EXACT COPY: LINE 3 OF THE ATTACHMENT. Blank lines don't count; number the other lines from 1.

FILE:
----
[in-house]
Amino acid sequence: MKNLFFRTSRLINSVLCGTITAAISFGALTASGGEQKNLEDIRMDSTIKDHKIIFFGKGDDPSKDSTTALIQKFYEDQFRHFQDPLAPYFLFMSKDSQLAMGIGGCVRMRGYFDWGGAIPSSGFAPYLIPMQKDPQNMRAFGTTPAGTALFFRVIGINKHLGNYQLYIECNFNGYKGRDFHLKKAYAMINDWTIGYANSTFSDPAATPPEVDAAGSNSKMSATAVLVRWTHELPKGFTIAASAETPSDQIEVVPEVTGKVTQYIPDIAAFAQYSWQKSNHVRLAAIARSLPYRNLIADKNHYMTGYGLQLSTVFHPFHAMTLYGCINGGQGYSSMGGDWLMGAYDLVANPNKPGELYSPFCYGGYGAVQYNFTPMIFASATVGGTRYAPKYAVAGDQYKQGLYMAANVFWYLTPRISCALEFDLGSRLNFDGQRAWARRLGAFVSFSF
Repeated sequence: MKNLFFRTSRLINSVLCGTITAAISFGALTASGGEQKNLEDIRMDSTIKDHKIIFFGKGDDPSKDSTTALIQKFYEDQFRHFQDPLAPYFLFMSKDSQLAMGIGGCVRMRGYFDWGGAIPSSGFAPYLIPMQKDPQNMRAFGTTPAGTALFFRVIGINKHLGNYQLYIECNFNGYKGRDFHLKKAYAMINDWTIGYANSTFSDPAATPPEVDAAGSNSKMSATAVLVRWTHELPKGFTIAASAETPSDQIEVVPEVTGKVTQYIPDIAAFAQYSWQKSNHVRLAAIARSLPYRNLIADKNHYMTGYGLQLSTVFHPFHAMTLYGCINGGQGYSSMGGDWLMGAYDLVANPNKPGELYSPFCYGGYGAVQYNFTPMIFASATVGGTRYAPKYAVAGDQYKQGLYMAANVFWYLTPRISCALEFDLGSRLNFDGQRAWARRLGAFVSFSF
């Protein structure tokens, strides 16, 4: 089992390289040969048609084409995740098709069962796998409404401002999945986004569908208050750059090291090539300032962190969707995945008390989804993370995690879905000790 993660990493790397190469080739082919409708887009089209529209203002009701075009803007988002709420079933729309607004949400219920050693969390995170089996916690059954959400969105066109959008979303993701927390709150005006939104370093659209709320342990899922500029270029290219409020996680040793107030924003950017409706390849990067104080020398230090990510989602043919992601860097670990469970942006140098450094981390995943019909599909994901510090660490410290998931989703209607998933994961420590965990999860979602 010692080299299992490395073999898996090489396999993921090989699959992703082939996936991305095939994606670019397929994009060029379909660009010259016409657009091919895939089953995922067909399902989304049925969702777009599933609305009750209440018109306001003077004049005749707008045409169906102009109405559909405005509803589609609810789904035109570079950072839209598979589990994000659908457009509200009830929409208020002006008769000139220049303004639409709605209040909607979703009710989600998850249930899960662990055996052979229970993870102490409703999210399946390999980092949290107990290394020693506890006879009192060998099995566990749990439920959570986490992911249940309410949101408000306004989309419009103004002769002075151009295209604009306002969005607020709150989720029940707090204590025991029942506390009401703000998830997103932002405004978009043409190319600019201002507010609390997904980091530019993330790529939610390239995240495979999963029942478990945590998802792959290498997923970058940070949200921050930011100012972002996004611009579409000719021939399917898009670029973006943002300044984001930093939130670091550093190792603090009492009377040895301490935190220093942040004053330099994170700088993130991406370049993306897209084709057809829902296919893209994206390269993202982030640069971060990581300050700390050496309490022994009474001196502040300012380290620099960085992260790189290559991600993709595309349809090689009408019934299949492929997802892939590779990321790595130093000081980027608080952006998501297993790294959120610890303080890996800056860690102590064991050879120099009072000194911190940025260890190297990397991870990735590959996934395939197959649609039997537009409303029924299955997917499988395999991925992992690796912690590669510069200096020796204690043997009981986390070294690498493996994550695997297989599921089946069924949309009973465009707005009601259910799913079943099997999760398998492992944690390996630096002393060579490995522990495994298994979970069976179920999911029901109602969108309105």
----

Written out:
Repeated sequence: MKNLFFRTSRLINSVLCGTITAAISFGALTASGGEQKNLEDIRMDSTIKDHKIIFFGKGDDPSKDSTTALIQKFYEDQFRHFQDPLAPYFLFMSKDSQLAMGIGGCVRMRGYFDWGGAIPSSGFAPYLIPMQKDPQNMRAFGTTPAGTALFFRVIGINKHLGNYQLYIECNFNGYKGRDFHLKKAYAMINDWTIGYANSTFSDPAATPPEVDAAGSNSKMSATAVLVRWTHELPKGFTIAASAETPSDQIEVVPEVTGKVTQYIPDIAAFAQYSWQKSNHVRLAAIARSLPYRNLIADKNHYMTGYGLQLSTVFHPFHAMTLYGCINGGQGYSSMGGDWLMGAYDLVANPNKPGELYSPFCYGGYGAVQYNFTPMIFASATVGGTRYAPKYAVAGDQYKQGLYMAANVFWYLTPRISCALEFDLGSRLNFDGQRAWARRLGAFVSFSF